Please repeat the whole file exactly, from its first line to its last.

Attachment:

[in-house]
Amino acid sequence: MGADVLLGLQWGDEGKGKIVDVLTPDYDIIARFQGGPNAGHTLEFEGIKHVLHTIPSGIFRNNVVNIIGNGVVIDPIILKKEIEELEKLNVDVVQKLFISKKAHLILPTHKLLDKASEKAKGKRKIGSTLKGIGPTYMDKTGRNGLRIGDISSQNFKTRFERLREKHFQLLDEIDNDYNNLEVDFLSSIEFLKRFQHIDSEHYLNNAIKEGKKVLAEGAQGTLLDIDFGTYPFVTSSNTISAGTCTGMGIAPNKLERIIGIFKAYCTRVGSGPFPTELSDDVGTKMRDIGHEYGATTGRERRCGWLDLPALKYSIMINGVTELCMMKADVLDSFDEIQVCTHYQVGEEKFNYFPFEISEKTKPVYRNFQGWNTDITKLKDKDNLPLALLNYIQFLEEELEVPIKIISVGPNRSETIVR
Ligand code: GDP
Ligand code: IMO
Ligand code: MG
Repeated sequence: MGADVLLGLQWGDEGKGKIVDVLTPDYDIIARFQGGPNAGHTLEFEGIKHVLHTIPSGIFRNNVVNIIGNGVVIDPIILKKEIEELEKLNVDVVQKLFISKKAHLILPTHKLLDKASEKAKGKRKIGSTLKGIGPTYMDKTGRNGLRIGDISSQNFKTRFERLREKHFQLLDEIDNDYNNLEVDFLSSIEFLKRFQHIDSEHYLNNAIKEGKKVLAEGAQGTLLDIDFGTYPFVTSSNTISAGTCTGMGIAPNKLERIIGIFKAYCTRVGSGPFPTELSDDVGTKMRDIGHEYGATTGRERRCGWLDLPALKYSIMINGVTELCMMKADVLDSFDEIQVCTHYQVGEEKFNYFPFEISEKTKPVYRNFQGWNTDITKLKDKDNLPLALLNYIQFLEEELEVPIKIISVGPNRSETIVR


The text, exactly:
[in-house]
Amino acid sequence: MGADVLLGLQWGDEGKGKIVDVLTPDYDIIARFQGGPNAGHTLEFEGIKHVLHTIPSGIFRNNVVNIIGNGVVIDPIILKKEIEELEKLNVDVVQKLFISKKAHLILPTHKLLDKASEKAKGKRKIGSTLKGIGPTYMDKTGRNGLRIGDISSQNFKTRFERLREKHFQLLDEIDNDYNNLEVDFLSSIEFLKRFQHIDSEHYLNNAIKEGKKVLAEGAQGTLLDIDFGTYPFVTSSNTISAGTCTGMGIAPNKLERIIGIFKAYCTRVGSGPFPTELSDDVGTKMRDIGHEYGATTGRERRCGWLDLPALKYSIMINGVTELCMMKADVLDSFDEIQVCTHYQVGEEKFNYFPFEISEKTKPVYRNFQGWNTDITKLKDKDNLPLALLNYIQFLEEELEVPIKIISVGPNRSETIVR
Ligand code: GDP
Ligand code: IMO
Ligand code: MG
Repeated sequence: MGADVLLGLQWGDEGKGKIVDVLTPDYDIIARFQGGPNAGHTLEFEGIKHVLHTIPSGIFRNNVVNIIGNGVVIDPIILKKEIEELEKLNVDVVQKLFISKKAHLILPTHKLLDKASEKAKGKRKIGSTLKGIGPTYMDKTGRNGLRIGDISSQNFKTRFERLREKHFQLLDEIDNDYNNLEVDFLSSIEFLKRFQHIDSEHYLNNAIKEGKKVLAEGAQGTLLDIDFGTYPFVTSSNTISAGTCTGMGIAPNKLERIIGIFKAYCTRVGSGPFPTELSDDVGTKMRDIGHEYGATTGRERRCGWLDLPALKYSIMINGVTELCMMKADVLDSFDEIQVCTHYQVGEEKFNYFPFEISEKTKPVYRNFQGWNTDITKLKDKDNLPLALLNYIQFLEEELEVPIKIISVGPNRSETIVR